Roger Ebert cited difficulty in reviewing the film due to familiarity with the original 1968 film. However, he did state that the new version was "fun" and gave it three stars (out of a possible four). Said Ebert: "The new movie is a success, that I know. How much of a success, I cannot be sure."

In addition to these positive reviews, it was nominated for four Golden Globes (including nominations for actors Ferrell and Lane).

Most negative reviews suggested that the performances were tuned more for the theater rather than for film. Stephanie Zacharek observed: "'The Producers' is essentially a filmed version of a stage play, in which none of the characters' expressions or line readings have been scaled down to make sense on-screen. Every gesture is played out as if the actors were 20 feet away in real life, which means that, by the time the performers are magnified on the big screen, they're practically sitting in your lap. The effect is something like watching a 3-D Imax film without the special glasses."


  • In the song "Opening Night", a newspaper theatre review is shown on the screen; on the byline, credit is given to Addison DeWitt, the theatre critic played by George Sanders in All About Eve.
  • When Leo Bloom shouts "Stop the world, I wanna get on!" it is a reference to the musical Stop the World - I Want to Get Off.
  • When Max is visiting the old ladies in their apartment buildings, he pushes several intercom buttons, labeled with names of the residents they refer to. Many of these are references: Anne Bancroft, The Great Gatsby, the name of a department store, the Tisch School of Arts and Tisch Hospital at New York University, Citizen Kane, Edith Wharton, Andrew Carnegie, John Jacob Astor V, John D. Rockefeller, and Joseph Pulitzer, who established the Pulitzer Prize.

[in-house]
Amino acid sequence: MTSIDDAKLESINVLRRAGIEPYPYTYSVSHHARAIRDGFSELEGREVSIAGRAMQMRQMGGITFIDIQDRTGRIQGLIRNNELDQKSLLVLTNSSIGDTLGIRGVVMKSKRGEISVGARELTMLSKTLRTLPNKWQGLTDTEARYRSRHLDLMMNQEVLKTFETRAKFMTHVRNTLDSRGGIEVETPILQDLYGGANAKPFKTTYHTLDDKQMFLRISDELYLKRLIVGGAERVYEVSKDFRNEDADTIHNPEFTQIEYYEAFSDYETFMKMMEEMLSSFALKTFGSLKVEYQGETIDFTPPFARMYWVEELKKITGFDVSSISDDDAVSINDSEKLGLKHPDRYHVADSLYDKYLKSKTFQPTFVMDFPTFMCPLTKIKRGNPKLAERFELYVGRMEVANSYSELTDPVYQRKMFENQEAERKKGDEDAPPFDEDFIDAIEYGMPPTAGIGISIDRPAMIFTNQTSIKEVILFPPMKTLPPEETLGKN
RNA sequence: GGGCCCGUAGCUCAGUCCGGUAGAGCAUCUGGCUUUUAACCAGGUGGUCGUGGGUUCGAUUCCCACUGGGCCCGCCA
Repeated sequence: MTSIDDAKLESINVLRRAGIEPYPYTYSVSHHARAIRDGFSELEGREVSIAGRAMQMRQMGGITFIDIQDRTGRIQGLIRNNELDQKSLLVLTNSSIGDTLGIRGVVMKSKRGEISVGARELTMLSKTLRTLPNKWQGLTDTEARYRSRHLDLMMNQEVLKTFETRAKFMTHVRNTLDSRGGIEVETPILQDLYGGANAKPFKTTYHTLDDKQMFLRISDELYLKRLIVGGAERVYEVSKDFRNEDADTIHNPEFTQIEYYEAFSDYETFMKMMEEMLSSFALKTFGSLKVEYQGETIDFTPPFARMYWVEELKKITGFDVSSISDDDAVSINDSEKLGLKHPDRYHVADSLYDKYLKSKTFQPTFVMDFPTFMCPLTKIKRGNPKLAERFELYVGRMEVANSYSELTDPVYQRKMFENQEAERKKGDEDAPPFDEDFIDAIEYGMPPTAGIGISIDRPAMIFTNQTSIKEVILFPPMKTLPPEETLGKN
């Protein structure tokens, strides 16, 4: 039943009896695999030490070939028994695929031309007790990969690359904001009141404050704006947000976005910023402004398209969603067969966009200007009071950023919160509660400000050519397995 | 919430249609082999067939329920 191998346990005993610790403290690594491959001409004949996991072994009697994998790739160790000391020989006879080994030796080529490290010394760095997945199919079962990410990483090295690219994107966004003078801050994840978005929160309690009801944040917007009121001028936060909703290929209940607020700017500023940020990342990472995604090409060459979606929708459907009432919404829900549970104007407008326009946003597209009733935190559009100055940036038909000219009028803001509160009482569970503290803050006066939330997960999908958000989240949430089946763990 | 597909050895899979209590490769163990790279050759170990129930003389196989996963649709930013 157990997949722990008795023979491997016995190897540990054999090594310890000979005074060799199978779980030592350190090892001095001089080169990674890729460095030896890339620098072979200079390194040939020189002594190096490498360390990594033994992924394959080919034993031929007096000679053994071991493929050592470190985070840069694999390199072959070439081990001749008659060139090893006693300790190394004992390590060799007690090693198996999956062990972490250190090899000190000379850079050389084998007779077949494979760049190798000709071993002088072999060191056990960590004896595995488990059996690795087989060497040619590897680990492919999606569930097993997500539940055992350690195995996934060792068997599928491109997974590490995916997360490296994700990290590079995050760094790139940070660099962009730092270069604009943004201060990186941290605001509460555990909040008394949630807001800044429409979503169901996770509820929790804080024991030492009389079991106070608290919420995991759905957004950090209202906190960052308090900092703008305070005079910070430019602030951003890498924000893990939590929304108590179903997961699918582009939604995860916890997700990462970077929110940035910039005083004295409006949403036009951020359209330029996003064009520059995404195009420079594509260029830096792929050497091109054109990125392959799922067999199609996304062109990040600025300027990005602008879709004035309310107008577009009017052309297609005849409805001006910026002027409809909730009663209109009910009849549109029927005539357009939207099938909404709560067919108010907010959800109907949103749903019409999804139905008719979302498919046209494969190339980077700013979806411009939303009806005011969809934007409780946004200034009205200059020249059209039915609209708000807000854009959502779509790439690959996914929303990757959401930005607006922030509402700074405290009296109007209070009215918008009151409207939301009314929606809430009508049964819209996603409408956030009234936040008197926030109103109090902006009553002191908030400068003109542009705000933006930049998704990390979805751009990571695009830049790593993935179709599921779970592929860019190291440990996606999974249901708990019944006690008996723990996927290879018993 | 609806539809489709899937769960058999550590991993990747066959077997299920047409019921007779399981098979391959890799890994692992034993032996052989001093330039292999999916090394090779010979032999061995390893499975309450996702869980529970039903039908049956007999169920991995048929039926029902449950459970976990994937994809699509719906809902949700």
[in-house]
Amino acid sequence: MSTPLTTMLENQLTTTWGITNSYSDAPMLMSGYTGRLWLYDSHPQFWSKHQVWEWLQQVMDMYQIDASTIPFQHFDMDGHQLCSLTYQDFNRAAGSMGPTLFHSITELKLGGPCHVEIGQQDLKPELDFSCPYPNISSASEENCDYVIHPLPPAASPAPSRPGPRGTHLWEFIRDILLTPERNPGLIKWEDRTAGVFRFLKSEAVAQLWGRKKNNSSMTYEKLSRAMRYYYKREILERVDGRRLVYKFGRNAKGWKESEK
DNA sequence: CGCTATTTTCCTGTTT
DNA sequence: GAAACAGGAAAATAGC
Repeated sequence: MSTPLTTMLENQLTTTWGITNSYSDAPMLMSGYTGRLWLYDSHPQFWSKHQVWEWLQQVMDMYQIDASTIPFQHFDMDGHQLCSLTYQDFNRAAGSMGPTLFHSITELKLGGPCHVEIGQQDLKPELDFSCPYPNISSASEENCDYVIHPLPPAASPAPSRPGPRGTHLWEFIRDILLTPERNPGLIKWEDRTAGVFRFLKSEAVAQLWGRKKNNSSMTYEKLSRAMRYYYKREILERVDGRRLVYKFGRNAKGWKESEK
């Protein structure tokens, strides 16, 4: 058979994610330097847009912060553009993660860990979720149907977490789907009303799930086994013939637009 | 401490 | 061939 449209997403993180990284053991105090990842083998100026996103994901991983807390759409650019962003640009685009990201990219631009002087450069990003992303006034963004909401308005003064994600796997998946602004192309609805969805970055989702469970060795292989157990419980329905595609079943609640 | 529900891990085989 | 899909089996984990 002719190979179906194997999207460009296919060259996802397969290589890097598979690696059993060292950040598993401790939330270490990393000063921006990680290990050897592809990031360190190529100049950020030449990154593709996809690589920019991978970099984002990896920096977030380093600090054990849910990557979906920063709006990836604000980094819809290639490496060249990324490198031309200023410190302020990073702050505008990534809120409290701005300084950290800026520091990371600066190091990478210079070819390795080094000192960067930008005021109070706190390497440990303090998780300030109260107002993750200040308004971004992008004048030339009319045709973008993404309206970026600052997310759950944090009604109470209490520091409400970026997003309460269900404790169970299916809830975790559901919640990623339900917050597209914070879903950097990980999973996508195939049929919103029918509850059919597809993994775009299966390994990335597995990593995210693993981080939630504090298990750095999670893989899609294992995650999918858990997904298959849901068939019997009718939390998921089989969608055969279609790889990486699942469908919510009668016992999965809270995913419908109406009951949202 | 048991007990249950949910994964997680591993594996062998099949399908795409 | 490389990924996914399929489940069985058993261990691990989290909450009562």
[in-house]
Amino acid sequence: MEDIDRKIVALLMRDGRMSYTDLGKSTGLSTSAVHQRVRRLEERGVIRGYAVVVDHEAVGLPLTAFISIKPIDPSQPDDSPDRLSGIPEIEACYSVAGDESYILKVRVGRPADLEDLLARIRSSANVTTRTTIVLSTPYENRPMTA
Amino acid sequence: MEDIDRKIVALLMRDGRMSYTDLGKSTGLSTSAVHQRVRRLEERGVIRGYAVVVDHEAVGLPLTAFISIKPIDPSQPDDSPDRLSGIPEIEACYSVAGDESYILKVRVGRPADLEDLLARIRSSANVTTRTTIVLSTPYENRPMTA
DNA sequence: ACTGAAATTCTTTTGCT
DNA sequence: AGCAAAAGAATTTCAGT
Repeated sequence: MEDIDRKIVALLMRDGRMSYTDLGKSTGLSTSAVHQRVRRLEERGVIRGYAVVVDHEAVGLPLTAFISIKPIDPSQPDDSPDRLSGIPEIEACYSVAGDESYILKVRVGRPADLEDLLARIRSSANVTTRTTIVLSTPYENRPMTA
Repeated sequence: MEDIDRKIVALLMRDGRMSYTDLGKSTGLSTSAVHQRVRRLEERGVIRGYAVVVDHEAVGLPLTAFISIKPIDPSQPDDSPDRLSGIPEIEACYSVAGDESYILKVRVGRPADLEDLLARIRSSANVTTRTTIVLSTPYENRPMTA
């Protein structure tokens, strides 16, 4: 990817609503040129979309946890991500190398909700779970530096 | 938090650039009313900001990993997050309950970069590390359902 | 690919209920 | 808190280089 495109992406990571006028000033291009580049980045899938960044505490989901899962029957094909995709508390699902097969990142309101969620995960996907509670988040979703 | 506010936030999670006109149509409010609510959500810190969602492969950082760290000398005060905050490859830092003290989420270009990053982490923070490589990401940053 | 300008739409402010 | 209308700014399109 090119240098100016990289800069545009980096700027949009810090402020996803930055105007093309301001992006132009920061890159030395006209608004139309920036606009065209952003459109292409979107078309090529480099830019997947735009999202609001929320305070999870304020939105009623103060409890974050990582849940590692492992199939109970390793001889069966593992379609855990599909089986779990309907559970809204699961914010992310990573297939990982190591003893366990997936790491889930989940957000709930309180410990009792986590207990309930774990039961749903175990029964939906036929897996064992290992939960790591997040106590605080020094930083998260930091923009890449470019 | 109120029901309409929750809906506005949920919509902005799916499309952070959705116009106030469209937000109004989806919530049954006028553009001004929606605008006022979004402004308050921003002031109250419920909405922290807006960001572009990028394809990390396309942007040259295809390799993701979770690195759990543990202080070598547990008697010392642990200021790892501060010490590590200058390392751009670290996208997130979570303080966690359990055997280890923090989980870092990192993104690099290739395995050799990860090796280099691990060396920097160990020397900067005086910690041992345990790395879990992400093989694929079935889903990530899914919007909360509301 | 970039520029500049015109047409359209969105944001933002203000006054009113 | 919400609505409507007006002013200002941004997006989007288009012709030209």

• While talking about the $2,000 missing from Max's books after "Funny Boy", the calendar behind Max and Leo reads June 16. The date is known as "Bloomsday" (later referenced when Leo and Max agree go ahead with their plan) by fans of James Joyce and his novel Ulysses. Joyce's character Leopold Bloom experiences extraordinary things on what's supposed to be an ordinary day - June 16.
  • At the end of the song "The Hop-Clop Goes On" Franz whispers, "Don't forget to buy Mein Kampf, in paperback. Available near you at Borders Books or Barnes & Noble und"
  • When Max and Leo are searching for the worst play ever written in Act 1, Max reads out the opening sentence of The Metamorphosis by Franz Kafka, but dismisses it as "too good".
  • Young Frankenstein; while in Sing Sing prison, the inmates are seen rehearsing a dance for Prisoners of Love. This is the same dance done by Dr. Frederick Frankenstein and the Frankenstein Monster.
  • When Leo is looking over the contracts in the office, he repeats, "Work, Work, Work" several times. A reference to Mel Brooks' character in Blazing Saddles.
  • When Max receives a postcard from Leo while he is in prison, he asks guard, "Who do I know in Brazil? Why am I asking you?" A reference to Hedley Lamarr in Blazing Saddles.
  • When Leo and Max leave Franz's rooftop, Franz shuts the door and says "what nice guys!", a reference to Lili von Shtupp's line in Blazing Saddles when Bart leaves her dressing room.
  • In Roger De Bris first appearance, he is in an evening gown, costumed as "Grand Duchess Anastasia". Both the design of the dress, the tiara and the wig he uses share remarkable similarities to the character design of Anastasia, the eponymous character of the film by Don Bluth.